An Australian human rights group is re-assessing its strategy as it tries to convince the owners of mining giant Rio Tinto to repair the damage done by its Panguna Mine in central Bougainville.
The environmental and social destruction wrought by the former operations of the mine, of which Rio was majority owner, sparked the Bougainville civil war three decades ago.
The Human Rights Law Centre, working with Bougainville landowners and the Catholic Church had sought to raise the matter during Rio Tinto's recent shareholder meetings in Britain and Perth.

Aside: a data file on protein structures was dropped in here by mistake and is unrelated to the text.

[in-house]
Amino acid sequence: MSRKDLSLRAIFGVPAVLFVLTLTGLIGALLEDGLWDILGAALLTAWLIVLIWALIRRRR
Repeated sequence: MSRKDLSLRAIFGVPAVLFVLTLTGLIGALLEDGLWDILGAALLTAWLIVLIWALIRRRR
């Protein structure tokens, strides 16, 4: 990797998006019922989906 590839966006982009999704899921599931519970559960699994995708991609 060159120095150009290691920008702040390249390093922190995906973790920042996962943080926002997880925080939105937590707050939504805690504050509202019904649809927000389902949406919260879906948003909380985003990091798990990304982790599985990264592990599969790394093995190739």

Written questions were submitted to the meeting in London but the response from Rio chairman, Simon Thompson, was the line the company has used now for a number of years.
He told the shareholders that Rio Tinto acknowledges the concerns held in Bougainville but that, they believe, the company was fully compliant with the standards that applied at the time.
The Law Centre's legal director, Keren Adams, said there were other ways for the Bougainvillean groups to achieve some redress, including legal redress.